13-May-2004 -- After trotting the globe on some 45 confluence quests, I, Joseph Kerski, Geographer, finally visited a confluence at the site of many happy childhood memories--The Grand Mesa, Colorado. I had hiked and fished here during many a summer's day as a child growing up in Grand Junction,
just to the west. Latitude 39 North, Longitude 108 West lies atop The Grand Mesa, touted as the
world's largest flattop mountain. Sprawling over 1,500 square kilometers, the Grand Mesa's wonder stems from its geologic history and its elevation. A former high-altitude lava flow, basaltic volcanic rims and blocks fill the landscape between enormous stands of aspen and pines.
At just below timberline at 3000 meters elevation, over 200 beautiful lakes dot the Mesa.
I left Interstate Highway 70 at State Highway 65 just after noon following a trip from Denver that had witnessed widely varying weather--snow, sleet, hail, rain, and sun. That's Springtime in the Colorado Rockies! I parked at a small reservoir on Ward Creek on the top of the Grand Mesa about 1250pm with the GPS receiver showing 1.6 kilometers to the confluence.
May is an excellent time to be alone on the Mesa--after ski and snowshoeing season but before the arrival of fishers and hikers. I only saw five cars in the 50 kilometers I drove along Highway 65. After a 10-minute walk along the road, I plunged into the Grand Mesa National Forest. The landscape was just shaking itself free of winter, and I hiked through snowfields still one meter deep, over rushing streams of meltwater, and through mud that was sporting small green shoots. Springtime arrives by elevation here--a few hundred meters below the rim of the Mesa, buds appeared on the trees, and lower still, bright green leaves quaked on the aspens. Yet up here, the trees were still bare. Melting snows had uncovered burrows from small rodents.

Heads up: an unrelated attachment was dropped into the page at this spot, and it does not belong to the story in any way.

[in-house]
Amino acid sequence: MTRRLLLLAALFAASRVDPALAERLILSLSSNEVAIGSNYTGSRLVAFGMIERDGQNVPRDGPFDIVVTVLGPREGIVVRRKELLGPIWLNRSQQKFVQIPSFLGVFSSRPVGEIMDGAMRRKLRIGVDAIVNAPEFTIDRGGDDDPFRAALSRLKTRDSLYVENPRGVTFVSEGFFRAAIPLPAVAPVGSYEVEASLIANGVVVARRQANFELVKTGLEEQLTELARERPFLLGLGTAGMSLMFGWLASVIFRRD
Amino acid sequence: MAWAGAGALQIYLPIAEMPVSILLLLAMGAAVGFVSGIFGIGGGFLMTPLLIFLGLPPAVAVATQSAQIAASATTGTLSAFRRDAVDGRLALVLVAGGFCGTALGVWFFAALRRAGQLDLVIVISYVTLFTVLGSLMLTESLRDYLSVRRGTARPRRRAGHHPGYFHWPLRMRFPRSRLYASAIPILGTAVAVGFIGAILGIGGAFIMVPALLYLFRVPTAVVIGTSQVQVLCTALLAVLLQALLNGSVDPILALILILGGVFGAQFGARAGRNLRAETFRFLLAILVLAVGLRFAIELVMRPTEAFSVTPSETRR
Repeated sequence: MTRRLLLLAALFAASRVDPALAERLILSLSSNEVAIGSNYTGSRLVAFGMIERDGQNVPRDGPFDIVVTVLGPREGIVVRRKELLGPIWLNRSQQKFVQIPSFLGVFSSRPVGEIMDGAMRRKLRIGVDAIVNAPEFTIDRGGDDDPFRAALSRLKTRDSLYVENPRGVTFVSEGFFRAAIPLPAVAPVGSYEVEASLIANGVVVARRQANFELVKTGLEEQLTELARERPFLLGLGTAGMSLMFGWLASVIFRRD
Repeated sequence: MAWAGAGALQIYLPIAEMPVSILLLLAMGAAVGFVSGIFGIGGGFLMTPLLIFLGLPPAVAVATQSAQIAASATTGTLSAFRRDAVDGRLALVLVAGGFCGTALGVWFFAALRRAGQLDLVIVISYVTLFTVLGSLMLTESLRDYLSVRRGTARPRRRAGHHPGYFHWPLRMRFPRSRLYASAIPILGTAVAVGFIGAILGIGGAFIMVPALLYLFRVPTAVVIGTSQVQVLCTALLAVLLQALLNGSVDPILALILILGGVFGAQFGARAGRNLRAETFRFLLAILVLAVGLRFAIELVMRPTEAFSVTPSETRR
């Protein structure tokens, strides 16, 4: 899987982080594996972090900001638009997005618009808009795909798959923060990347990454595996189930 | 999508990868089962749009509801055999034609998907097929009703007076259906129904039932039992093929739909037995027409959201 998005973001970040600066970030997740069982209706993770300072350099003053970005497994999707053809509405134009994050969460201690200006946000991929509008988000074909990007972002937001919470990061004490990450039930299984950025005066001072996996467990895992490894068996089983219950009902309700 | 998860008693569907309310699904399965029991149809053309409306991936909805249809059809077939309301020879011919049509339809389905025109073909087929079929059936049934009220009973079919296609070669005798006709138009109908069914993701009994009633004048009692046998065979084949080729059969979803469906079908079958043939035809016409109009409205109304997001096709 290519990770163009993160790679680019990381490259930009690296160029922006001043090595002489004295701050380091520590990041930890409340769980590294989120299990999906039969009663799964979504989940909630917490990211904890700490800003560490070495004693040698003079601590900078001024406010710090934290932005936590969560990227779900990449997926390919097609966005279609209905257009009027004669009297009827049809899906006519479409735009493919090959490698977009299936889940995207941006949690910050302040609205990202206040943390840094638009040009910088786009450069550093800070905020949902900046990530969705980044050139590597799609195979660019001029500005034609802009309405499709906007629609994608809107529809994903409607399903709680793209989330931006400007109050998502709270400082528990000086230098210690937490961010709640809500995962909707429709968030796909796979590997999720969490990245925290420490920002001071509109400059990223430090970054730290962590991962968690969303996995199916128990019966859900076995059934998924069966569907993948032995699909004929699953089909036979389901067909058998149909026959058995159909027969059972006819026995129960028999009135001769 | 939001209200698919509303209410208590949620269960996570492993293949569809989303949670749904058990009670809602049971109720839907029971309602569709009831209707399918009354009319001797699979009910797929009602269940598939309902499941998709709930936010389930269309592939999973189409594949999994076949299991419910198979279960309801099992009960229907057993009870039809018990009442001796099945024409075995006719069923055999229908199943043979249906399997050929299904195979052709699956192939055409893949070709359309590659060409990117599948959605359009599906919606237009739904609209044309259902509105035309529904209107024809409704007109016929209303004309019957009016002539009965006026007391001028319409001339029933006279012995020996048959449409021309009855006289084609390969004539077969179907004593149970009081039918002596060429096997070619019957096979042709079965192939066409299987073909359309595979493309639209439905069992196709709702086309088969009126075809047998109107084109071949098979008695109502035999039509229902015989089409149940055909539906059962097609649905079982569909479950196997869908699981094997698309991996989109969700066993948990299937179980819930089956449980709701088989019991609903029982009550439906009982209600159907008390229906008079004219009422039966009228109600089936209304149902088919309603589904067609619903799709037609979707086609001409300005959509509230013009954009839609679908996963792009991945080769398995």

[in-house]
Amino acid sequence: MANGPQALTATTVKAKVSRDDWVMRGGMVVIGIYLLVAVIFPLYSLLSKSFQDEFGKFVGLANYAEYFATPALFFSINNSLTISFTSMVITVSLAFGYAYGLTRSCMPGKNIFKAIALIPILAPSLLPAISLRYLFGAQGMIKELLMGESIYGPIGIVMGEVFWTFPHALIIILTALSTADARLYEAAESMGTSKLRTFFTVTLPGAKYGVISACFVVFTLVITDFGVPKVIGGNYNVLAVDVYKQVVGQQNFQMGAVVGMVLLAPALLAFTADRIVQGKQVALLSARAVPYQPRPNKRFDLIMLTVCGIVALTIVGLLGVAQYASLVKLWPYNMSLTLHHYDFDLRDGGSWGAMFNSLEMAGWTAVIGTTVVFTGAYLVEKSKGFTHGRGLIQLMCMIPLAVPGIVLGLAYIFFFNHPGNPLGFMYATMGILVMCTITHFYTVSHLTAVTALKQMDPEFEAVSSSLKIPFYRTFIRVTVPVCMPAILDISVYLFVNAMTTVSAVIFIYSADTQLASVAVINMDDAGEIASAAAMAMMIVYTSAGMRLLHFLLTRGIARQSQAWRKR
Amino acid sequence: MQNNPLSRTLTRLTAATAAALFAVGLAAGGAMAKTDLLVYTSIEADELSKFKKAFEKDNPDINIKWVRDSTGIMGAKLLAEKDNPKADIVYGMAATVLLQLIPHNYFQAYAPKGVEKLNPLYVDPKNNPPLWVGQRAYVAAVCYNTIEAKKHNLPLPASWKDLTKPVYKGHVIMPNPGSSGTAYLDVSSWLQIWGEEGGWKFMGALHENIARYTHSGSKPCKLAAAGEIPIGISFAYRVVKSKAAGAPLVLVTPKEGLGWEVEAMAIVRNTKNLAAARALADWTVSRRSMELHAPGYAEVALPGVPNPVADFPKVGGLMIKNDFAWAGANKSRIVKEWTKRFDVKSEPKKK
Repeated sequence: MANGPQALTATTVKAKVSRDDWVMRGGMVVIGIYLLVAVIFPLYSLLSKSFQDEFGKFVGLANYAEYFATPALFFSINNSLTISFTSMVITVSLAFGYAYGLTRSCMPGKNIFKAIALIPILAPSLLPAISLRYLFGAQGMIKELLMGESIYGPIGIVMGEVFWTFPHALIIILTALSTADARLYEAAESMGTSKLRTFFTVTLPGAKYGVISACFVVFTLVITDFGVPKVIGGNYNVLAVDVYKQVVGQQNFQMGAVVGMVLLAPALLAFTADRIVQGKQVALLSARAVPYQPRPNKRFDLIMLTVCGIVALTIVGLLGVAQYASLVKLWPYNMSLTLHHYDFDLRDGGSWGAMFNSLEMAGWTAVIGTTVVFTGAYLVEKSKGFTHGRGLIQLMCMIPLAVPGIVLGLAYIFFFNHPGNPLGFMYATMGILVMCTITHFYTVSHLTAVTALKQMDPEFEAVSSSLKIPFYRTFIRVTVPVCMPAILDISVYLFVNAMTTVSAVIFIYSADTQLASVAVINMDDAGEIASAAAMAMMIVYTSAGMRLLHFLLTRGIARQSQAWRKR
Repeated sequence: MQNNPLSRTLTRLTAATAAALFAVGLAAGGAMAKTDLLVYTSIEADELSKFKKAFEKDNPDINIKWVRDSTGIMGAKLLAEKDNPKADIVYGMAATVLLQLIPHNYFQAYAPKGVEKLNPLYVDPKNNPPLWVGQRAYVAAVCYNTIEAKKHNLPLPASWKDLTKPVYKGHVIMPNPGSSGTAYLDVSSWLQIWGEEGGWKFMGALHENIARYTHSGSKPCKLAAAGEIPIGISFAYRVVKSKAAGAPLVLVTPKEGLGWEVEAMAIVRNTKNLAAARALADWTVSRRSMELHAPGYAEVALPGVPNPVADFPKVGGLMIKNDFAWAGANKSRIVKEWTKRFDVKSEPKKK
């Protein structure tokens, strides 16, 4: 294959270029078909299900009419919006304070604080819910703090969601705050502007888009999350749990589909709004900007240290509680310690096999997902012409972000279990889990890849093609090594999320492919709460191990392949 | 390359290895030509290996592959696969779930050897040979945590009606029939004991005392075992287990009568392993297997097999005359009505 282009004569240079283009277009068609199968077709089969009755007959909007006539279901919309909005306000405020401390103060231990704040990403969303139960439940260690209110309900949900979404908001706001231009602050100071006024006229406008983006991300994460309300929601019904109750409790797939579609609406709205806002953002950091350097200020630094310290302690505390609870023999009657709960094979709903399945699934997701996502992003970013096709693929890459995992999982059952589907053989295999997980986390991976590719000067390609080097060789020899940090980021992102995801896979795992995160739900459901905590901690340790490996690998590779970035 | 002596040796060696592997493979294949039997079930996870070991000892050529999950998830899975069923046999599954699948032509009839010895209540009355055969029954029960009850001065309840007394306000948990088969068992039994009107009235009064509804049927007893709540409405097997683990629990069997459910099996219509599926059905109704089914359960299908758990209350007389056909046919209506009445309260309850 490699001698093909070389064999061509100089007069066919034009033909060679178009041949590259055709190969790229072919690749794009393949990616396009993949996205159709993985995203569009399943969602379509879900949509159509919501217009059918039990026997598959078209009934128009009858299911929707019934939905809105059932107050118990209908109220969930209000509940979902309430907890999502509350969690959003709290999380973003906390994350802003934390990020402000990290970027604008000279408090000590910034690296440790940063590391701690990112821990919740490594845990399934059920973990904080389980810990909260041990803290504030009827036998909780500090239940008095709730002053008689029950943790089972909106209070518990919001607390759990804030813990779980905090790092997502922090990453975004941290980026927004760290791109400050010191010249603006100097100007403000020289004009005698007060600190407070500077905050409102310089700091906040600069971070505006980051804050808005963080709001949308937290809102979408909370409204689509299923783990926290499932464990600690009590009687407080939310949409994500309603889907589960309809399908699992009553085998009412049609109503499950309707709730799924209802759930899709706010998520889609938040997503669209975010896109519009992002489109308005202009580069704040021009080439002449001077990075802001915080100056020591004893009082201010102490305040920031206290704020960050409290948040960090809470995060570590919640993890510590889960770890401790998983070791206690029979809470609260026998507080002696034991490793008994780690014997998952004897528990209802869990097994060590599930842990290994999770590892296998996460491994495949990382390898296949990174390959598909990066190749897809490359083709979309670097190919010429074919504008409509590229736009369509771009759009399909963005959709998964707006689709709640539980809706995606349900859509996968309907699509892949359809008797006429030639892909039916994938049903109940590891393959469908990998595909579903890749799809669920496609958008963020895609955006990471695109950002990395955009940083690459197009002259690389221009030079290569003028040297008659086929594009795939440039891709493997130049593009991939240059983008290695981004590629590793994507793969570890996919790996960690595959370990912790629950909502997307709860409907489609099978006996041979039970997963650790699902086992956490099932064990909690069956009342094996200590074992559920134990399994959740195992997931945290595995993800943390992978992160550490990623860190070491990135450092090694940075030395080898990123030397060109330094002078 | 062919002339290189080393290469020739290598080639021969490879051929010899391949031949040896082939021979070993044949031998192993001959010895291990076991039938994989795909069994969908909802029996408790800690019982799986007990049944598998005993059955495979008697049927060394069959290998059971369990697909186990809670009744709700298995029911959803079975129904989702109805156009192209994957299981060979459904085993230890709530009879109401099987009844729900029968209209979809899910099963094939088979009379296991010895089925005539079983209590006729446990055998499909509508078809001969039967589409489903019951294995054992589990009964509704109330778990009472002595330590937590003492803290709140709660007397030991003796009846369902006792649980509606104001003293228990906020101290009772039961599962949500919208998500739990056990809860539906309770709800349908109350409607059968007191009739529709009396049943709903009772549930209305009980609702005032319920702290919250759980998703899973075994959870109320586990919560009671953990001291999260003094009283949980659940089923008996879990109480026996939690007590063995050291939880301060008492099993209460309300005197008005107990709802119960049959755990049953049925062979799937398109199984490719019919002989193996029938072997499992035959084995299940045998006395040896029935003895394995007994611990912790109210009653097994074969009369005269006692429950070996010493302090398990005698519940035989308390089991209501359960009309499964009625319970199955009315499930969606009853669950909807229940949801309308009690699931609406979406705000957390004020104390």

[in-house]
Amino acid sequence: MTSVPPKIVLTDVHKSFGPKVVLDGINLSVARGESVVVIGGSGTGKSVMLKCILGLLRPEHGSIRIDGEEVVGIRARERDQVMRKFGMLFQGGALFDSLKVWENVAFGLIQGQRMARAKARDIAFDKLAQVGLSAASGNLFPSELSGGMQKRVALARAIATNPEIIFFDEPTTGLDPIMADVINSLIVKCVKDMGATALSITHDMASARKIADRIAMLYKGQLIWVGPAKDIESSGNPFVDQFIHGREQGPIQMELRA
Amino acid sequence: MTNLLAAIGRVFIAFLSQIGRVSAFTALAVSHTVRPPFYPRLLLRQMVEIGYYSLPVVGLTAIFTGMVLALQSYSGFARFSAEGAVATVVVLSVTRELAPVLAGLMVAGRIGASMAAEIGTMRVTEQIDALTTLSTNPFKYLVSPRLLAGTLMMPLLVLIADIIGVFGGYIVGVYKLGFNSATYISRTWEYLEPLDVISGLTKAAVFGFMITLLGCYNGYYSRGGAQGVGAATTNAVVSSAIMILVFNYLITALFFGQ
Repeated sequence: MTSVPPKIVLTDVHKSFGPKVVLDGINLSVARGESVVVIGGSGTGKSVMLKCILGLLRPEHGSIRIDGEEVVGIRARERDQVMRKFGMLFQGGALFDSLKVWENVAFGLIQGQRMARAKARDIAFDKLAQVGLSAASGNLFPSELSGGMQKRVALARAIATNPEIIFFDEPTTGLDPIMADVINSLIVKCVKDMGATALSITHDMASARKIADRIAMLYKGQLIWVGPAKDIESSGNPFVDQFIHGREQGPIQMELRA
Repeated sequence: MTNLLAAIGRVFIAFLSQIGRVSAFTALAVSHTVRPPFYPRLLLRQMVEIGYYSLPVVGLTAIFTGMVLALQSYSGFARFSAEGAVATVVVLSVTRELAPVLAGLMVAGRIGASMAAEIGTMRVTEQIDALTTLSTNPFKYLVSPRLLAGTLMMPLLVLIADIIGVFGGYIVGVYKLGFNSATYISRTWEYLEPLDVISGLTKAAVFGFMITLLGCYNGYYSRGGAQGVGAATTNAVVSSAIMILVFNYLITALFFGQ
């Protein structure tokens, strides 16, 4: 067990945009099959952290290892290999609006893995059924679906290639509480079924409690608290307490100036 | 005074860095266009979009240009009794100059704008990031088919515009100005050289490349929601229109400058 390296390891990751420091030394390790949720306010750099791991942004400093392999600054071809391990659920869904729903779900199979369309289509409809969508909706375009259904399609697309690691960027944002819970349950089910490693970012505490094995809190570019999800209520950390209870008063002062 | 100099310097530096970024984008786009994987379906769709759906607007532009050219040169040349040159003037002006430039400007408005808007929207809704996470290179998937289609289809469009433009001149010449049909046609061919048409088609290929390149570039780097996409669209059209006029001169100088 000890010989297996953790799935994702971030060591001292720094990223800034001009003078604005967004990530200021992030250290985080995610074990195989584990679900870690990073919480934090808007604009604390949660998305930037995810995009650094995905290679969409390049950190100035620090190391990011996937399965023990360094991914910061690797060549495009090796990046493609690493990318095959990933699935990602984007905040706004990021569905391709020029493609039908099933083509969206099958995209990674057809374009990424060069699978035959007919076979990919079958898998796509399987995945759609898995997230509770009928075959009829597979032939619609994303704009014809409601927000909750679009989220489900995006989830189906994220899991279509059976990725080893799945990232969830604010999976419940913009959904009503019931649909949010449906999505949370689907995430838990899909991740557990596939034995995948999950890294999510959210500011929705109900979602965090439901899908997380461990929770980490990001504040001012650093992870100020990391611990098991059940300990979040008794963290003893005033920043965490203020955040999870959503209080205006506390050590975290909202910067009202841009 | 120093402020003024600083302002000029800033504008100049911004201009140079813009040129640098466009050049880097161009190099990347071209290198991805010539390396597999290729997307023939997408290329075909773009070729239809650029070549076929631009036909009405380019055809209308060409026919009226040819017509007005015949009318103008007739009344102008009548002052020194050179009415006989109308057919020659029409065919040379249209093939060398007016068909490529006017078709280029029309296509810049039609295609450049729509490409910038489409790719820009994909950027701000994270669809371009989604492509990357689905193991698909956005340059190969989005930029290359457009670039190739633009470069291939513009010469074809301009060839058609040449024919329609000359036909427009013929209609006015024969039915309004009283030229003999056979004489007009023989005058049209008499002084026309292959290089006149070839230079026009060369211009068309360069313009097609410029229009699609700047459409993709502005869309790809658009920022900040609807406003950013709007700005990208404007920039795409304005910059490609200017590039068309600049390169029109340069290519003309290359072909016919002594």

My route was largely to the southwest, and after hiking through the forest, I climbed in elevation about 120 meters to a large snow-filled meadow that was aligned in just the way I was headed. This made for faster progress. After traversing nearly the entire length of the meadow, I climbed over a barbed-wire fence, up a slope about 100 meters, and arrived at the confluence at 1:30pm local time. The 40-minute hike was highly enjoyable and beautiful, under partly sunny skies across which flew
purple, black, gray, and white clouds.
The confluence lies in the Grand Mesa National Forest. It is on an east-facing slope of about 10 degrees in a stand of aspens. I had a bit of a problem zeroing out the GPS unit due to the tree cover, although it was most likely not as difficult as it would be in June when the trees had leafed out. The snow soon bore imprints of my confluence dance. The view was obscured in most directions by stands of trees, but the meadow was visible to the northeast. The confluence lies just a few kilometers north of where the Grand Mesa drops off spectacularly 1600 meters into the Gunnison Valley and the town of Delta. The elevation of the confluence is approximately 2986 meters. The temperature was a cool but pleasant 9 degrees C. The landscape has not been modified by human activity, and I could see no buildings--a wonderful spot!
previously been to 39 North four times--once in Kansas, and three times in Colorado. Just last month, I visited 108 West, 7 degrees north of here at 46 North in Montana. After spending about 20 minutes at the site, I turned off the GPS. It was easy to follow my tracks in the snow back
to the road. I arrived at the vehicle at 210pm, traveled south off the Grand Mesa on Highway 65 to Delta, and on to Grand Junction.